The No-Nonsense Guide to World Poverty
10 January 2011
Globalization, climate change, terrorism, fair trade, human rights, health, poverty… The No-Nonsense Guides help make sense of these vast and complex issues, all in under 150 pages - providing a concise, ‘no-nonsense’ view that you can read anywhere. Over the coming weeks, we’ll be highlighting each No-Nonsense Guide in our series with blog posts from the authors concerning the subject of each book. Chapter 1 and the Table of Contents are available for the No-Nonsense Guide to World Poverty on our website.
The No-Nonsense Guide to World Poverty
by Jeremy Seabrook
Relief of poverty is the new piety in a secular world. Poverty-reduction programmes, safety nets, the uplift of the poor, millennium goals – everything conspires to convince the world that everything that can be done is being done to raise people out of poverty, to eliminate it or make it history.
If war on poverty has been declared, this is perhaps because wars on abstractions – terror, addiction or illegal migration – create an impression of purpose, when the very intangibility of the combatants dooms them to failure.
The truth is that poverty, far from being the enemy of the global economy, is its indispensable ally. For if poverty – easily ‘curable’ given the wealth of the world – were truly to be defeated, all the arguments in favour of economic growth would disappear. And that would undermine the deepest purposes of the perpetually expanding economy.
The wonder is, not so much that enormous quantities of wealth have been created, as that poverty should persist in societies where the diseases of excess and over-consumption also disfigure the lives of so many in the richest countries the world has ever known. To have created a sense of inadequacy out of such riches is the true economic miracle of globalism.
Poverty, in the sense of a subjective sense of insufficiency, must be maintained, in order to justify the dogmas of constant growth. The fact that no one any longer is able to define the meaning of ‘enough’ means that we are all poor. Bill Gates and Warren Buffet are poor – just imagine the philanthropic works they might accomplish had they a few more billions available; the Queen and the Duke of Westminster are poor; self-rewarding bankers are poor; chief executives feel their worth is never recognized; the professional classes are under-valued; carpenters and bricklayers are poor; the homeless are poor; the addicted and drug-destroyed are poor; beggars are poor; the destitute are poor. What could be more conducive to global harmony than that all classes and conditions should come together in a common desire to relieve their common affliction?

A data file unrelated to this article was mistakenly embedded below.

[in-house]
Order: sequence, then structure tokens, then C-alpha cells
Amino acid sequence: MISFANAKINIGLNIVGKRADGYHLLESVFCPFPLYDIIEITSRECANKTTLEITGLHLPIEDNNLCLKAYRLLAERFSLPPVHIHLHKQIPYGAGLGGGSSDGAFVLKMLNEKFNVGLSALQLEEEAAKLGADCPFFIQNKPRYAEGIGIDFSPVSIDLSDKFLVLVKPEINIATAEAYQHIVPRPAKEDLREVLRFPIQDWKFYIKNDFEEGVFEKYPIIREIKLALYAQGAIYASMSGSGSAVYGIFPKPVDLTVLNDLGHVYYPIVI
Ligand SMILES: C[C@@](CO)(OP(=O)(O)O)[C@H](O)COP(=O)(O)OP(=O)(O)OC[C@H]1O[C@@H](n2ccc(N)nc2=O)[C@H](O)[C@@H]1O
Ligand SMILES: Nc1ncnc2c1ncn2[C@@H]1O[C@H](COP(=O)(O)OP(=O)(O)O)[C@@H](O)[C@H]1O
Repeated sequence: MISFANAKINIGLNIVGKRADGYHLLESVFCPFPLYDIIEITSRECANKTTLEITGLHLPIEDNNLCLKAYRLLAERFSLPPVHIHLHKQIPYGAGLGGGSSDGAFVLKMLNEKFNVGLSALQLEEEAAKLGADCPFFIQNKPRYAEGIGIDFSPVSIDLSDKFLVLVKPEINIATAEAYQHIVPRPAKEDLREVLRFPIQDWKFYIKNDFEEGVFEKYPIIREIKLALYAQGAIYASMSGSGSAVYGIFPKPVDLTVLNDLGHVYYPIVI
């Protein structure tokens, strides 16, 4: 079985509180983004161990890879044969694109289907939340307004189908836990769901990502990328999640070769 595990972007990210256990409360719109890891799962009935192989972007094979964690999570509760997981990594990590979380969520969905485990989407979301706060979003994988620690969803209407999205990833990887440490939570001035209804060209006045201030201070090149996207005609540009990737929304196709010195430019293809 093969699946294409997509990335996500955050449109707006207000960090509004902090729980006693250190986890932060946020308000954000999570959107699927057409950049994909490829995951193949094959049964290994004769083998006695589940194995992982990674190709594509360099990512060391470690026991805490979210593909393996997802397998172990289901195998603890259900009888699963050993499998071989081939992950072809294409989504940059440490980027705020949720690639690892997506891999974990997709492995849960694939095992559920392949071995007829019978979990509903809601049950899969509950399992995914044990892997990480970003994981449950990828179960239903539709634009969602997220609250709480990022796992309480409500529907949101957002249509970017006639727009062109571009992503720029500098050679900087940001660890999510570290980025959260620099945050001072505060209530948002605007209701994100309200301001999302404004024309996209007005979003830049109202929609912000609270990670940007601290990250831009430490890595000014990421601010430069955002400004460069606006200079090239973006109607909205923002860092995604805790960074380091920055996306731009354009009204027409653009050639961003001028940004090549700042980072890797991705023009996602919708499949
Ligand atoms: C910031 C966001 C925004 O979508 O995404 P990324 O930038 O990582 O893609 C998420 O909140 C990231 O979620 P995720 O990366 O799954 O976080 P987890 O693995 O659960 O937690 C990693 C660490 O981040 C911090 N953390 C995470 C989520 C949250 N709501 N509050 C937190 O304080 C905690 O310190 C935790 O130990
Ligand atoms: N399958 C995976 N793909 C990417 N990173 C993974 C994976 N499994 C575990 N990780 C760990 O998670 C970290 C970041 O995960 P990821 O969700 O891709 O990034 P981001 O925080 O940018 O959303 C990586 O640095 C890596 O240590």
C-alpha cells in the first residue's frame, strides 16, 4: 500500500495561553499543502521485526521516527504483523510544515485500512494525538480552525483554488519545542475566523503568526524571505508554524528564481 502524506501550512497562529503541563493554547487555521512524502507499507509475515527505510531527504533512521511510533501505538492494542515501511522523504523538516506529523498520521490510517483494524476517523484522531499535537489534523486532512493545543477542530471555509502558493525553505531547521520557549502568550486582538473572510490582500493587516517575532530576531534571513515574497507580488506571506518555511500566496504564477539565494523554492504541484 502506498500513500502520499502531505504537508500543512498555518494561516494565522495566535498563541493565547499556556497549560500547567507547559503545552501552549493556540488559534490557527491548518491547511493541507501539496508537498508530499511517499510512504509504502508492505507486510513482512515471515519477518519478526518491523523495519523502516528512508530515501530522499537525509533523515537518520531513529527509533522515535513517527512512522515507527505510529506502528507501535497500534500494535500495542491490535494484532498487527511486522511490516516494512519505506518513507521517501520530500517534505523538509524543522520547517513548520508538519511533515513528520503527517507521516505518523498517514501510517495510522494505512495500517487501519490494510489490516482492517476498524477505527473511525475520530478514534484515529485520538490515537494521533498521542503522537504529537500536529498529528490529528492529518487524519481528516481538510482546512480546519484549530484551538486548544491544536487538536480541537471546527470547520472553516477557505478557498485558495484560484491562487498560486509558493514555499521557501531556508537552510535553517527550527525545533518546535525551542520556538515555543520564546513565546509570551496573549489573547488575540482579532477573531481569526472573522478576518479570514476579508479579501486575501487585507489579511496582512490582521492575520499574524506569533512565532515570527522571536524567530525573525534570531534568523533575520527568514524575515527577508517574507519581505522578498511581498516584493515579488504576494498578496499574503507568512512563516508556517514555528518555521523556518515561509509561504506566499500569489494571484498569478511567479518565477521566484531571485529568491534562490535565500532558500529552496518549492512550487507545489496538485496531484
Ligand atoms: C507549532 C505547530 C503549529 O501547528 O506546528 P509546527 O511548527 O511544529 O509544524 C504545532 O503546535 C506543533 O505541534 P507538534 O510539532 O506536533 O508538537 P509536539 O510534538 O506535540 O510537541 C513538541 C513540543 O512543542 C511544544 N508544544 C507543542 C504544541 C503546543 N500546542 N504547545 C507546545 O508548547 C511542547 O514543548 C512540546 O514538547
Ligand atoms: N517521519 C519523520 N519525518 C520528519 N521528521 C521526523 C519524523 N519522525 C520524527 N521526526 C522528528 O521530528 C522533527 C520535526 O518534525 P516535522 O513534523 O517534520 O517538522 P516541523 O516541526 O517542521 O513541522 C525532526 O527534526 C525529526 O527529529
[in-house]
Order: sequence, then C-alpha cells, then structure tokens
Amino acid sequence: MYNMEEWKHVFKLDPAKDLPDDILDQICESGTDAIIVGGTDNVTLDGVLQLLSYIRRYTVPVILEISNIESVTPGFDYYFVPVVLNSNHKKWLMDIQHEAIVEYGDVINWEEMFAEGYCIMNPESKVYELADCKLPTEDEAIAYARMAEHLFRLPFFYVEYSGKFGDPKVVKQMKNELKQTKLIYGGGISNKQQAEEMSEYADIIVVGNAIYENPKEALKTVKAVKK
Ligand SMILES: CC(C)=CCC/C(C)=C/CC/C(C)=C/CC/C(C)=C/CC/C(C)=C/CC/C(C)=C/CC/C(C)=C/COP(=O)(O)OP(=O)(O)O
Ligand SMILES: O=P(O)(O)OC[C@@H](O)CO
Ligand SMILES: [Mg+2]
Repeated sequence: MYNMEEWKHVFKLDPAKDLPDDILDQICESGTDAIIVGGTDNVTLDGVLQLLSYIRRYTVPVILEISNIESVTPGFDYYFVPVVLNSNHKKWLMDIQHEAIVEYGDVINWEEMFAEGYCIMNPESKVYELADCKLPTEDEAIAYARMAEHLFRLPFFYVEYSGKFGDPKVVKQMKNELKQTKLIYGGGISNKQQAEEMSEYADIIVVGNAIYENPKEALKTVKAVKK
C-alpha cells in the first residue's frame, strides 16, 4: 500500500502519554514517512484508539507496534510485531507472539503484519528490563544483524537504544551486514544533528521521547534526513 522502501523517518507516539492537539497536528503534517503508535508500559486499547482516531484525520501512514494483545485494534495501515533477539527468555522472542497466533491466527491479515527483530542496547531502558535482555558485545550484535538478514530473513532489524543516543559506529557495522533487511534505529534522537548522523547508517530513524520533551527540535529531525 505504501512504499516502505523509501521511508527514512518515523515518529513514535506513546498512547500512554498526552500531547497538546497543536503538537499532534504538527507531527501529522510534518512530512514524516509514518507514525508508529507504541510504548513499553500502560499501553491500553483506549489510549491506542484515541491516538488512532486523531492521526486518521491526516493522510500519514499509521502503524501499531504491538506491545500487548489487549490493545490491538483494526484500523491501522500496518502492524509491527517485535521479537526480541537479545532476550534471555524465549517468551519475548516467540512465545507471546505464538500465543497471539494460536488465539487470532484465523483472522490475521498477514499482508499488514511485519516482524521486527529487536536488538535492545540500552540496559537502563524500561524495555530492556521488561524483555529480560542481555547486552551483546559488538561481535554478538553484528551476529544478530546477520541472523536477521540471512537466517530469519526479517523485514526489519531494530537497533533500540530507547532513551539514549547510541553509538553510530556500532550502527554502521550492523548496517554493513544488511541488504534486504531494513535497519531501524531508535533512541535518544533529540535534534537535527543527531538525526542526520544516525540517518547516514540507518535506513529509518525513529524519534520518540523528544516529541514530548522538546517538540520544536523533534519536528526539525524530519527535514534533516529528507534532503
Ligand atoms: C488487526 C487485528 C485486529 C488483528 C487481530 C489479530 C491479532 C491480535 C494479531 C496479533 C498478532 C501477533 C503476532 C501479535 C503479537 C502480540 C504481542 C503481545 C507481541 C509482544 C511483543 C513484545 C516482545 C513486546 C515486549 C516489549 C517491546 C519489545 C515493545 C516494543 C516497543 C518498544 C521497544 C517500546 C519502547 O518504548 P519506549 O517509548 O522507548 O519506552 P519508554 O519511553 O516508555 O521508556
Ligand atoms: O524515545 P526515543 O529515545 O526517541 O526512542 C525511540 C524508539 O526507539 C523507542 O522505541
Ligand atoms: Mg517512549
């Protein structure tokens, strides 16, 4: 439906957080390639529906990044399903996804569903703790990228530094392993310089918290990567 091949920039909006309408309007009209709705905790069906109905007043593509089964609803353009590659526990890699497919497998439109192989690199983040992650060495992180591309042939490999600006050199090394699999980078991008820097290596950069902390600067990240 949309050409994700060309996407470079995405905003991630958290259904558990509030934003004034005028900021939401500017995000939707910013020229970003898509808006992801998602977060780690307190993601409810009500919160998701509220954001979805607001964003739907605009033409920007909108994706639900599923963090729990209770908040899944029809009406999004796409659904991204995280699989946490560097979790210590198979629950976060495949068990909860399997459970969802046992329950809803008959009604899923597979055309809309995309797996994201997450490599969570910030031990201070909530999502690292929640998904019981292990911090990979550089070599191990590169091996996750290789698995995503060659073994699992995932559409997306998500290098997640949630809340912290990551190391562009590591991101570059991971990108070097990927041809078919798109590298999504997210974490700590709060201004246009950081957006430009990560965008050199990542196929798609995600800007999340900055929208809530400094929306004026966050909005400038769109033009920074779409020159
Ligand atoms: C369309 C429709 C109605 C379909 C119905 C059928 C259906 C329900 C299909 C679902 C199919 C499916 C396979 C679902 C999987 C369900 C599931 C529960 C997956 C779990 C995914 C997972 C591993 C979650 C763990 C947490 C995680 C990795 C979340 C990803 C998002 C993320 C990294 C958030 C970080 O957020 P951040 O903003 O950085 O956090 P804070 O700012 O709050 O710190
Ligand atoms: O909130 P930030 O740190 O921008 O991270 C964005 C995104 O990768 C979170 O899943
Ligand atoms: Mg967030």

What a happy consensus! The whole world joins in a common endeavour – the generation of wealth; or rather, that particular version of it which also engenders such powerful and irremediable feelings of impoverishment. It is hard to resist such overwhelming ideological force; and few people are foolish enough to call into question the common wisdom of all the right-thinking Right-thinking people in the world.
The book is based on a simple proposition – that the opposite of poverty is not wealth, but sufficiency. As long as the pursuit of more continues to outrun the desire for a stable security, poverty must persist. And it is to the perpetuation of poverty, in one form or another, and not to its removal, that the global system is dedicated.
In other words, ‘remedies’ for poverty (as if it were a disease rather than a human-made condition) will not be found without dismantling the structures of injustice and growing inequality which are the foundations of the global economy. It is to the concealment of this basic truth that the endeavours of charity, philanthropy, corporate responsibility, the exaltations of celebrities, governments and all the concentrations of wealth and power in the world exhibit such resourcefulness.
If there really is no alternative; if there are no other visions of a world than those which have been colonized and sold back to us by global capital; if we really are unable to alter systems which are, after all, only a product of human devising, then we are all poorer – much poorer – than any of the preachers of universal wealth-creation realize, since basic freedoms have been abolished. The recovery of more modest and more just resource use is vital, if we are to avoid playing out the existing farce till the crack of doom; an event which, given the way in which economic growth already strikes with such violence at the limits of what the planet can bear, is probably closer than we care to imagine.